DeJear At Debate: No Iowa School Should Be Failing

Screenshot from Iowa Press

Monday’s gubernatorial debate between Gov. Kim Reynolds and small business owner Deidre DeJear emphasized how differently they view the status of education in Iowa.

Reynolds said the state is doing great with a mixture of apprenticeship and pilot programs for teachers and said parental choice should reign supreme while touting her voucher program. DeJear said Iowa schools are being asked to do more with less and all schools should be able to meet all students’ needs.

School Funding

The question of funding education was a big one, and it led directly to Reynolds’ unpopular proposal to use taxpayer money to pay for students to go to non-public schools if that’s what the parent chooses.

Her plan, contained in Senate File 2369, would have diverted $55 million from public school budgets for up to 10,000 scholarships to pay for students to attend private schools. Most Iowans oppose this proposal, regardless of party.

“There is an opportunity to help all kids and to make our schools stronger,” Reynolds said. “And I just fundamentally believe that that choice should not only go to kids and families that have the resources. If education truly is the great equalizer, then everybody should have that choice.”

She talked about how parents should be able to choose to remove their kids from a failing school to one that better suits them. She blamed a lot of those failures on the pandemic and online learning, despite also closing schools early in the pandemic.

DeJear said there shouldn’t be failing schools in Iowa.

“When it comes down to school choice, it shouldn’t be a matter of a parent choosing from an excelling school or failing school,” she said. “All of our schools throughout the state need to be set up for success in every single district.”

DeJear also said the vast majority of Iowa students are in the public school system, and they shouldn’t be abandoned because some families choose to enroll in private schools.

“It is very, very apparent that 100% of our students need the unyielding, undivided attention of our governor to ensure that they are able to compete. But this year we had schools opening that didn’t have science teachers. You know, we had schools opening that didn’t have Spanish teachers,” she said. “I want to make sure that our system gets back to that basic essential function because we owe it to our students and we should give them nothing less.”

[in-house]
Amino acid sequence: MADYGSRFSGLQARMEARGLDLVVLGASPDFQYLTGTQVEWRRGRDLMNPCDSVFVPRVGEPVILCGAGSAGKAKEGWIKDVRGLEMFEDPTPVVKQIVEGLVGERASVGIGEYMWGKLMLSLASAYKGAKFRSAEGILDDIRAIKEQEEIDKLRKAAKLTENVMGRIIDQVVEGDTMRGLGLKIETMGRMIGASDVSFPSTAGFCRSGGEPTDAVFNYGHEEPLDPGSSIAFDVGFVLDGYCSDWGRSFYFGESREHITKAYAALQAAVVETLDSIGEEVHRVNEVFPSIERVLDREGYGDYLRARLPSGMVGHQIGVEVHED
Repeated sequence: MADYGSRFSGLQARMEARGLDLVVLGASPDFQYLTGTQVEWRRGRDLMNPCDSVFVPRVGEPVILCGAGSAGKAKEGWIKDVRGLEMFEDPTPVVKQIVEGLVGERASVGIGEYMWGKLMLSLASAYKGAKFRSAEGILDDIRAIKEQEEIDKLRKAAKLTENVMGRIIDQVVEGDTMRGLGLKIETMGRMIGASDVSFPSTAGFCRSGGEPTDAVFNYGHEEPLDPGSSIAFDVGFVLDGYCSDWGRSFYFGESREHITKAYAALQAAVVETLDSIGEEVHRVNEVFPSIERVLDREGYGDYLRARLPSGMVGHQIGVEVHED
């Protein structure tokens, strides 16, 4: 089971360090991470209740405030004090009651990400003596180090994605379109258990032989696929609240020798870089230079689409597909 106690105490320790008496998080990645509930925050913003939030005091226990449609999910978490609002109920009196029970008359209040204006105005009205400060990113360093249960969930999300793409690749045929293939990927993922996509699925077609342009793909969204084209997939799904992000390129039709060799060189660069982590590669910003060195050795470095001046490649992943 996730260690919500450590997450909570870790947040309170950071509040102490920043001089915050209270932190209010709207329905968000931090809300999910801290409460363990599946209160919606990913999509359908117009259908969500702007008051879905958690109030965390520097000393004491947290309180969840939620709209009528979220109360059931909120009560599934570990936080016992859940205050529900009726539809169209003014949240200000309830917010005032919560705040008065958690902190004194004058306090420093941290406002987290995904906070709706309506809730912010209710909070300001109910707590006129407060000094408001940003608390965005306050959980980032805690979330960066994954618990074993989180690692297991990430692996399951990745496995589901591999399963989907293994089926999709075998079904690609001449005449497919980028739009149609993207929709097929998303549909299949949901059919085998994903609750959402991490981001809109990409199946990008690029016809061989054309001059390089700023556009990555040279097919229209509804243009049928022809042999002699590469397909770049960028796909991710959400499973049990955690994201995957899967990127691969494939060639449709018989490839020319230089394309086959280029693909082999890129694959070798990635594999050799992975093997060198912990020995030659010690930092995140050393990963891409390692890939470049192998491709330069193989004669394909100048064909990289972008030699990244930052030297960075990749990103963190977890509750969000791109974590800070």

DeJear called for a minimum 4% increase in state funding for schools so they can provide for the needs of students and no one is underserved.

Reynolds defended her administration’s level of funding for public schools.

“Since Republicans took control of the legislature and the governor’s office, over a billion dollars of new money has gone into K12 education,” she said.

A fact-check done by the Gazette found that isn’t quite true. And while the state legislature has technically increased the dollar amount going to schools, it hasn’t been enough to keep up with inflation over the years.

This year, public schools in Iowa said a 5% increase in state funding, around $300 million, was necessary, but Reynolds and Republican legislators passed a 2.5% rate this session, $150 million.

Student Loan Forgiveness

When talking about student loan forgiveness, Reynolds doubled down on insulting people who are eligible and criticizing the forgiveness as not fair.

Reynolds said it was different from using tax dollars to fund private school tuition because college loan borrowers signed a contract.

“It does nothing but encourage bad borrowing practices,” she said. “And if you’re that truck driver or machinists or a nurse that are a person that decided not to seek a college education, why should you be responsible in paying somebody else’s off, especially when they often make more than you do? It’s not right. It’s not fair.”

DeJear said all of the groups Reynolds mentioned include people with student loans.

“I know truck drivers with student loans. I know waitstaff with student loans. I know nurses with student loans,” she said. “The fact of the matter is the cap on this is about $20,000 at most. It will impact nearly 405,000 Iowans if they so choose to go through the process.”

According to the White House, the number is actually more than 408,000 Iowans or 13% of Iowa’s population. Federal data shows Iowa borrowers hold an average of $30,988 per person, but 95 percent of borrowers are eligible for relief.

However, DeJear did agree with Reynolds on the loan forgiveness not making college more affordable. She said Iowa needs to reinvest in post-secondary education by funding the regent universities more. At the University of Iowa, the state used to provide about 60% of the general fund, but over the last two decades students have taken on a heavier financial burden

“We know we have challenges with health care, we know we have challenges with education and mental health care and these are all roles that require a post-secondary degree,” DeJear said.  “And so I want to make college more affordable in this state. It used to be that we funded our Regents three-fourths of their budget, now we’re funding them a fourth of their budget.”


Nikoel Hytrek

Have a story idea or something I should know? Email me at You can also DM me on Twitter at @n_hytrek

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1 Comment on "DeJear At Debate: No Iowa School Should Be Failing"

  • There were failing schools under Culver and Vilsack also. Regardless of who is our governor is there will be failing schools. DeJear was our best candidate? She will be lucky to crack 40%.

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